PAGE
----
So I read something about her life and works and surfed the web for some reactions to the prize. Here’s what I found out:
Herta Müller is a Romanian-born German novelist, only the 12th woman to win the prize in 108 years. Some people have ironically noticed that she fits into the criteria chosen by the Nobel Prize judges: she comes from a bicultural/ethnic minority background and she often writes about hard life in a totalitarian regime. Many think that recently the Nobel Prize for Literature seems to put political considerations ahead of literary merit. The criticism comes from the observation that many recent laureates are from ethnic or linguistic minorities (Le Clézio, Jelinek, Kertész, Gao and Szymborska) and therefore write about the political or social oppression that comes from this condition.
Herta Müller was born in the once Austro-Hungarian province of Banat, now part of Romania, and is therefore a part of the German minority of Romania. She writes, of course, about Ceauşescu’s communist regime: Herta Müller was in fact dismissed from her job because she didn’t want to cooperate with the Romanian secret police, moving to Germany in 1987 as a result of threats by the communists. The traumas of being in exile in her own country, Romania, and of being a minority in an oppressive communist regime have great influence on her works.
Unfortunately, only five of her works are translated into English and even in Germany she is not well known. Her masterpiece is considered to be Herztier, published in English as The Land of Green Plums: in Romania at the height of Ceausescu's reign, several young people leave the impoverished provinces for the city in search of better prospects, but they must face betrayal, suicide, and the reality that even the strongest must bend to the oppressors or resist and die. Other important works are The Appointment, about a young woman working in a clothes factory during Ceausescu's regime and The Passport (here’s a link with an extract), the story of a village miller in a German-speaking village in Romania, who applies for permission to emigrate to West Germany.
Reading the reactions to this award, I gather that everybody who has read her books agree that she is an exceptional writer, but the point of debate is more the meaning of this prize for the literary world, as if the commettee was trying to send a message. Similar polemics and observations arouse last year when JMG Le Clézio, also little known outside of France, won the prize (here’s a link to my post on the topic).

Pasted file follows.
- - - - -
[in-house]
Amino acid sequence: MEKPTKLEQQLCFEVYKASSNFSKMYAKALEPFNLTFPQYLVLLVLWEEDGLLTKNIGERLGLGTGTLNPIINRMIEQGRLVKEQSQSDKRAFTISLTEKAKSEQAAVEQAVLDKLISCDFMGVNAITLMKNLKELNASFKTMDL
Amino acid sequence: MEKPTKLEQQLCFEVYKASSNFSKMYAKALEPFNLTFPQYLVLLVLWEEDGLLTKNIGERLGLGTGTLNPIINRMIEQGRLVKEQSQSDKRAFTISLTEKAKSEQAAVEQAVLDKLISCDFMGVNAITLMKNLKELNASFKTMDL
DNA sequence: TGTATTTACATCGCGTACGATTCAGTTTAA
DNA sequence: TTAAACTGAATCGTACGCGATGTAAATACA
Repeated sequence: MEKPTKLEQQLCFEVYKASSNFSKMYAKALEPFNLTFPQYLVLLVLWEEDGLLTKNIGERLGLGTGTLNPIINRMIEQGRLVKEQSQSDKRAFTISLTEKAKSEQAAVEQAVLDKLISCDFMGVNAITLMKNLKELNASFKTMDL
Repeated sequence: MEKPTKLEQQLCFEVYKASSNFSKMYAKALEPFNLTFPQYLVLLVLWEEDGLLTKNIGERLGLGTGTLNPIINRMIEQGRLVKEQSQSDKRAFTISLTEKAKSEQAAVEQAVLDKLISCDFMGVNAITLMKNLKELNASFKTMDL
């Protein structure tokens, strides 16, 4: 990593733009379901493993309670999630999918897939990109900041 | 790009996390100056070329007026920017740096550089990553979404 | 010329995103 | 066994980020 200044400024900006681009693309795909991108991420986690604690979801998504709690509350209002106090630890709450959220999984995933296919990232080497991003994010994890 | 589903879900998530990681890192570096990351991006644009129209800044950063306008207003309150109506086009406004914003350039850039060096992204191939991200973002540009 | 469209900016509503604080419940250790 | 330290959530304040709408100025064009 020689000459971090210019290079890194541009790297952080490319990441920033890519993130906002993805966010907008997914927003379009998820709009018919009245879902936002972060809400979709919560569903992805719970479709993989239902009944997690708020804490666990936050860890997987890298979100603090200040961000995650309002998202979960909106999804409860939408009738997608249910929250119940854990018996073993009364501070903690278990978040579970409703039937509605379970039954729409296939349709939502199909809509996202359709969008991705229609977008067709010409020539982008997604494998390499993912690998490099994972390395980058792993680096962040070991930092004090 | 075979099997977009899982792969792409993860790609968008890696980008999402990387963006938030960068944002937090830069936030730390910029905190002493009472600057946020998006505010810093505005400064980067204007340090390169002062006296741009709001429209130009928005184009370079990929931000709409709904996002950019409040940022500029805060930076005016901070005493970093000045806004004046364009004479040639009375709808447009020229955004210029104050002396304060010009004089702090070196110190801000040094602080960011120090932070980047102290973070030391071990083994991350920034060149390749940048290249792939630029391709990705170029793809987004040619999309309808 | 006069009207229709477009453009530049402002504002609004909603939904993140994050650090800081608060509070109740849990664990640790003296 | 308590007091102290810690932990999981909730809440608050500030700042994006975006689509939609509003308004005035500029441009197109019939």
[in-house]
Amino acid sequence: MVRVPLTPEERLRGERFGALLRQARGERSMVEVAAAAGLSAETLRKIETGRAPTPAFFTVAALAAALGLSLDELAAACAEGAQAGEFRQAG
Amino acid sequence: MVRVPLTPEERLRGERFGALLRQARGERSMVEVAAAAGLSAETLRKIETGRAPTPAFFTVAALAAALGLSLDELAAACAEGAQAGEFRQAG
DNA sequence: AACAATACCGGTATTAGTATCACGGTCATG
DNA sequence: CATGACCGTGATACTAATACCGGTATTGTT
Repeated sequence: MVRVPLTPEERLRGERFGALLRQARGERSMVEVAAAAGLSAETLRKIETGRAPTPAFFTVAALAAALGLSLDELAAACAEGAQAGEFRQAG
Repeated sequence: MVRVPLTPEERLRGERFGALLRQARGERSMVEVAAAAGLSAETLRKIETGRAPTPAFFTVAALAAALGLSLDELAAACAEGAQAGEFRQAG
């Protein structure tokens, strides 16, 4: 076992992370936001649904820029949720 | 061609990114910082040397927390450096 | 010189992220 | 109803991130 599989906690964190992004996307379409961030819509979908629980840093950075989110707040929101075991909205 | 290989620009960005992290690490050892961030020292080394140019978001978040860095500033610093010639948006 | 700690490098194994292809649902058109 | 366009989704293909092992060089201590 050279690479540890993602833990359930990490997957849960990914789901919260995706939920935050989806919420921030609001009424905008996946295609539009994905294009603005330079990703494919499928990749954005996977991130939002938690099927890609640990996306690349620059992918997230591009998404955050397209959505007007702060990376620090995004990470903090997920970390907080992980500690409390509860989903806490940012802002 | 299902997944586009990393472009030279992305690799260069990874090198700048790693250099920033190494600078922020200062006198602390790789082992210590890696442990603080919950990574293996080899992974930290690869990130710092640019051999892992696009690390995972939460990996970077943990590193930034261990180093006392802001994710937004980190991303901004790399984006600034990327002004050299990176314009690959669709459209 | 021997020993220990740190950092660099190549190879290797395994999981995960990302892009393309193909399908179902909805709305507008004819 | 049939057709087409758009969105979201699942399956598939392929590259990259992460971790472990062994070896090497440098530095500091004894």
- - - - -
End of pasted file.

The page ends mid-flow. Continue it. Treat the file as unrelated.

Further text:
The Guardian reports that “Pete Ayrton, who has published Müller in translation at Serpent's Tail, said he was ‘absolutely thrilled’ at the news. "It's terrific and I think it shows the Nobel prize are doing their job to bring the writings of wonderful, neglected writers, who are underappreciated in the Anglo Saxon world, to our attention" he said.”
Two book bloggers, also of The Guardian, reflect on the award. Marting Chalmers in “Why Herta Müller Matters” writes: “It is once again challenging the self-satisfied Anglo-centrism of the English-language publishing business, with its rather narrow definitions of what constitutes good writing, and it is widening our ideas of Europe. And it is perhaps in its failure to engage with European literatures that the English culture, for all the advantages of the global reach of the English language, shows itself at its most provincial.”
It is very selfish and imperialistic to think that the judges were thinking of sending a message only to the Anglo Saxon book business, rather than to the whole literary world. Richard Lea is less "anglocentric" and, even admitting that he’s not an expert on Ngugi Wa Thiong’o or any other non-European writer, he thinks that the Swedish Committee is “running a European Club” and actually, if you read the list of recent winners, you only find writers who are not that far away from Sweden: JMG Le Clézio (France), Harold Pinter (England), Orhan Pamuk (Turkey, almost Europe), Elfriede Jelinek (Austria), Imre Kertész (Hungary) and Günter Grass (Germany).
Memole says: I don't know what to think. It's good that they are encouraging European literatures and that they don't stick to British/American authors, but it's also true that they could open their minds and give the award to an Asian or African writer, there are so many. On the other hand, I'm afraid that in 20 years' time we will be musing over the fact that Philip Roth or Amos Oz didn't receive the prize (the writer must be alive to be eligible), as we do now with Virginia Woolf or James Joyce. It seems to me that the judges decided to award the prize to a writer who's from an ethnic or linguistic minority, who suffered the injusticies of Nazism or Communism or any other dictatorship, fought against it and wrote about it, who's European but not British, better if from the new members of the European Union, who's a woman, who's not translated enought into English... and only after that agreed that the only writer who answers these characteristics is Herta Müller.